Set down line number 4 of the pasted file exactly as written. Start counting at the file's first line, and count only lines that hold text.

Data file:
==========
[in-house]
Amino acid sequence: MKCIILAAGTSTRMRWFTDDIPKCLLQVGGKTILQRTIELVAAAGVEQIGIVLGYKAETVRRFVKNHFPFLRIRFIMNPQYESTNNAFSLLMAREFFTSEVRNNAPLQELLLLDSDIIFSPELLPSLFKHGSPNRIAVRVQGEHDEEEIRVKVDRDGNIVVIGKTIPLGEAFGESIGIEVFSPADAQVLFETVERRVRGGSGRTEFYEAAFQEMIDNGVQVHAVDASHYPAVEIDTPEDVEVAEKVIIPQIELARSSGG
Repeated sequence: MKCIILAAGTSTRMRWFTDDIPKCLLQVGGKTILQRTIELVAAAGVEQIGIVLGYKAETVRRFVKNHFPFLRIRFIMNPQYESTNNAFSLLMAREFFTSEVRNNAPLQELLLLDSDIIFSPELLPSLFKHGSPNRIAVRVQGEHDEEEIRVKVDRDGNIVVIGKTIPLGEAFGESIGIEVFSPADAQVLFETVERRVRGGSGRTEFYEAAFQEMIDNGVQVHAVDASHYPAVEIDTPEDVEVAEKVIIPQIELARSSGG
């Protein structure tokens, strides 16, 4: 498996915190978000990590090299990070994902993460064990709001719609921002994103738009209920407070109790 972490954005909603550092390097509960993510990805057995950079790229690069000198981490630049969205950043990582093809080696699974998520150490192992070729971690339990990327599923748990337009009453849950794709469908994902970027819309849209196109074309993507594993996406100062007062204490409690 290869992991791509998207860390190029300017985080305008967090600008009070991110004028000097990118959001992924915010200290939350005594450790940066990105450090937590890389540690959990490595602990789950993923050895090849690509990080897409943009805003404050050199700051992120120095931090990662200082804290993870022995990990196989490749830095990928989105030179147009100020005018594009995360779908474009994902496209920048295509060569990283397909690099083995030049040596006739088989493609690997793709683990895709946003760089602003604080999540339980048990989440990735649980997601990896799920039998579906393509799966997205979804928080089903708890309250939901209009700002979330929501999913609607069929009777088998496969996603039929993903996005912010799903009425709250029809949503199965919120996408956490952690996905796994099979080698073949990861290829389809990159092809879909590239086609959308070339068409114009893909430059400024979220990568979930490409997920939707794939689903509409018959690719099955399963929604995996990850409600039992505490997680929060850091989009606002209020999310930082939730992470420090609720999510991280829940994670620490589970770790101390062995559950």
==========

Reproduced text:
């Protein structure tokens, strides 16, 4: 498996915190978000990590090299990070994902993460064990709001719609921002994103738009209920407070109790 972490954005909603550092390097509960993510990805057995950079790229690069000198981490630049969205950043990582093809080696699974998520150490192992070729971690339990990327599923748990337009009453849950794709469908994902970027819309849209196109074309993507594993996406100062007062204490409690 290869992991791509998207860390190029300017985080305008967090600008009070991110004028000097990118959001992924915010200290939350005594450790940066990105450090937590890389540690959990490595602990789950993923050895090849690509990080897409943009805003404050050199700051992120120095931090990662200082804290993870022995990990196989490749830095990928989105030179147009100020005018594009995360779908474009994902496209920048295509060569990283397909690099083995030049040596006739088989493609690997793709683990895709946003760089602003604080999540339980048990989440990735649980997601990896799920039998579906393509799966997205979804928080089903708890309250939901209009700002979330929501999913609607069929009777088998496969996603039929993903996005912010799903009425709250029809949503199965919120996408956490952690996905796994099979080698073949990861290829389809990159092809879909590239086609959308070339068409114009893909430059400024979220990568979930490409997920939707794939689903509409018959690719099955399963929604995996990850409600039992505490997680929060850091989009606002209020999310930082939730992470420090609720999510991280829940994670620490589970770790101390062995559950």